SOUTH SIOUX CITY, Neb. (KCAU) –October is known as Dyslexia Awareness Month and just over three years ago, South Sioux City schools adopted a new reading skills curriculum that helps dyslexic learners.

According to the Yale Center for Dyslexia and Creativity, around 20% of US students have dyslexia. Back in May, Nebraska passed a bill requiring K-12 schools to report how many students with dyslexia they serve and Covington Elementary has been at the forefront of prevention.

“It is definitely the first time we’ve used this kind of a program in South Sioux City,” MTSS Coordinator for Academics Robin Jager said.

Robin Jager is the MTSS Coordinator for Academics at Covington Elementary. She says this is the fourth year of using the Wilson Reading Program.

“Basically in kindergarten through second grade, the program is really focused on prevention of reading difficulties including dyslexia. Then we move into, as we get into the upper grades is more of an intervention program for grades four on up,” Jager said.

Cindi Koch is a Reading Specialist at Covington and has been teaching for 20 years.

“Because it’s a systematic approach, and we teach to mastery, we make sure that students truly master the skill before moving on. That happens in our tier one instruction so whole class instruction and it also happens in our Wilson reading systems,” Reading Specialist Cindi Koch said.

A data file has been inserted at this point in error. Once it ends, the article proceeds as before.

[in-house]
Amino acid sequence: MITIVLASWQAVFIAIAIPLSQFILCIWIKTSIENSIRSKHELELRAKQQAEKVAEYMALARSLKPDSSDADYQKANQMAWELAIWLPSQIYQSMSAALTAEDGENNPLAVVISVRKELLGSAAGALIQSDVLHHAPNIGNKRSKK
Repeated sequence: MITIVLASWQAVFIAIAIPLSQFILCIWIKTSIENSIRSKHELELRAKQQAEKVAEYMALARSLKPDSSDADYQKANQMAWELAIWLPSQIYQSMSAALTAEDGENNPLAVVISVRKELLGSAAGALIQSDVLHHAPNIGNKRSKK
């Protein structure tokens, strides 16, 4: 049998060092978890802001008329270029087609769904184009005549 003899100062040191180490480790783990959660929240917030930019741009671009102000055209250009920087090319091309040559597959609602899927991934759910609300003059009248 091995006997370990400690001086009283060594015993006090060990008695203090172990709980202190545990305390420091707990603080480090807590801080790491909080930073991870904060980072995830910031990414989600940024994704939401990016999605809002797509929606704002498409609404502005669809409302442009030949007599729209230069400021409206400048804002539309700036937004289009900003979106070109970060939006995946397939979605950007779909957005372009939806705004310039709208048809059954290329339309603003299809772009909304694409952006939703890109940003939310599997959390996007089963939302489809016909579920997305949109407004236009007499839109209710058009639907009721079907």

Koch says she can tell that the program is helping students.

“The students are more confident in what they know that they know and you can see that transferring into the classroom as well. In the past, my first I guess 15 years of teaching maybe, it was more of a guess,” Koch said.

“It’s been really helpful. It’s just made learning a little bit better for me and it’s really helped me with my writing,” Fifth grader Yoselin said.

Yoselin has been part of the reading program for two years.

“Mrs Strait, that’s the teacher I go with, she’s like helped me with it and she like teaches us and I just remember a little bit of that and I got it,” Yoselin said.

And she is just one example of the success seen at Covington Elementary.

“Like we think we know what we know but now with a systematic approach to phonics instruction and that master approach to teaching, students are very confident in what they know about how words work,” Koch said.

Currently, nearly 20 students with dyslexia are part of the reading and writing program at Covington Elementary.